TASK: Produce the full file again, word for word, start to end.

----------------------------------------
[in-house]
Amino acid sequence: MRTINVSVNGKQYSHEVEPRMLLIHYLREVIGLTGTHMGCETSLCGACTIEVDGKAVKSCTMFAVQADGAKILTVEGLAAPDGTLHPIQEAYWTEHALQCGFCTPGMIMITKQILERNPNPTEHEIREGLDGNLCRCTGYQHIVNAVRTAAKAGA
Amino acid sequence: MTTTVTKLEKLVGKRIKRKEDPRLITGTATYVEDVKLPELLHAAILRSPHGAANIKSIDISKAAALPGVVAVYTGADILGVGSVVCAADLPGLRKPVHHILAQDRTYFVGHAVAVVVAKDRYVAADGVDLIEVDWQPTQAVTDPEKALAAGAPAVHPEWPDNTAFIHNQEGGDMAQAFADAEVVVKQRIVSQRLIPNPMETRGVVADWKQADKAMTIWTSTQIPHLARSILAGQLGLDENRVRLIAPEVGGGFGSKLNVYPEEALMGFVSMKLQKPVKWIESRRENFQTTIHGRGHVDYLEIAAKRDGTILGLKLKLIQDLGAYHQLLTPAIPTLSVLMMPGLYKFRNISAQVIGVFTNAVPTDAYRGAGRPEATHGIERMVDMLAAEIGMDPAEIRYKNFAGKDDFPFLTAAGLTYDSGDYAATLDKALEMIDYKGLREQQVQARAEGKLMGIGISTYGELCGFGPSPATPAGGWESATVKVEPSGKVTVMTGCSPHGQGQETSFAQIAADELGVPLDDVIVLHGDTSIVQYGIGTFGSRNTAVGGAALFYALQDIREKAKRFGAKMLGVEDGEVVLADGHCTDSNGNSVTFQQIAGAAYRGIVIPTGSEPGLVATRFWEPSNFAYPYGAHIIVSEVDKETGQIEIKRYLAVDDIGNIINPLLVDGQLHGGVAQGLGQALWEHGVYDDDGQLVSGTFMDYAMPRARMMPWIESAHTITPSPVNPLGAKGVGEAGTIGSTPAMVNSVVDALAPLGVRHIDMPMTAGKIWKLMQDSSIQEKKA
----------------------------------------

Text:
[in-house]
Amino acid sequence: MRTINVSVNGKQYSHEVEPRMLLIHYLREVIGLTGTHMGCETSLCGACTIEVDGKAVKSCTMFAVQADGAKILTVEGLAAPDGTLHPIQEAYWTEHALQCGFCTPGMIMITKQILERNPNPTEHEIREGLDGNLCRCTGYQHIVNAVRTAAKAGA
Amino acid sequence: MTTTVTKLEKLVGKRIKRKEDPRLITGTATYVEDVKLPELLHAAILRSPHGAANIKSIDISKAAALPGVVAVYTGADILGVGSVVCAADLPGLRKPVHHILAQDRTYFVGHAVAVVVAKDRYVAADGVDLIEVDWQPTQAVTDPEKALAAGAPAVHPEWPDNTAFIHNQEGGDMAQAFADAEVVVKQRIVSQRLIPNPMETRGVVADWKQADKAMTIWTSTQIPHLARSILAGQLGLDENRVRLIAPEVGGGFGSKLNVYPEEALMGFVSMKLQKPVKWIESRRENFQTTIHGRGHVDYLEIAAKRDGTILGLKLKLIQDLGAYHQLLTPAIPTLSVLMMPGLYKFRNISAQVIGVFTNAVPTDAYRGAGRPEATHGIERMVDMLAAEIGMDPAEIRYKNFAGKDDFPFLTAAGLTYDSGDYAATLDKALEMIDYKGLREQQVQARAEGKLMGIGISTYGELCGFGPSPATPAGGWESATVKVEPSGKVTVMTGCSPHGQGQETSFAQIAADELGVPLDDVIVLHGDTSIVQYGIGTFGSRNTAVGGAALFYALQDIREKAKRFGAKMLGVEDGEVVLADGHCTDSNGNSVTFQQIAGAAYRGIVIPTGSEPGLVATRFWEPSNFAYPYGAHIIVSEVDKETGQIEIKRYLAVDDIGNIINPLLVDGQLHGGVAQGLGQALWEHGVYDDDGQLVSGTFMDYAMPRARMMPWIESAHTITPSPVNPLGAKGVGEAGTIGSTPAMVNSVVDALAPLGVRHIDMPMTAGKIWKLMQDSSIQEKKA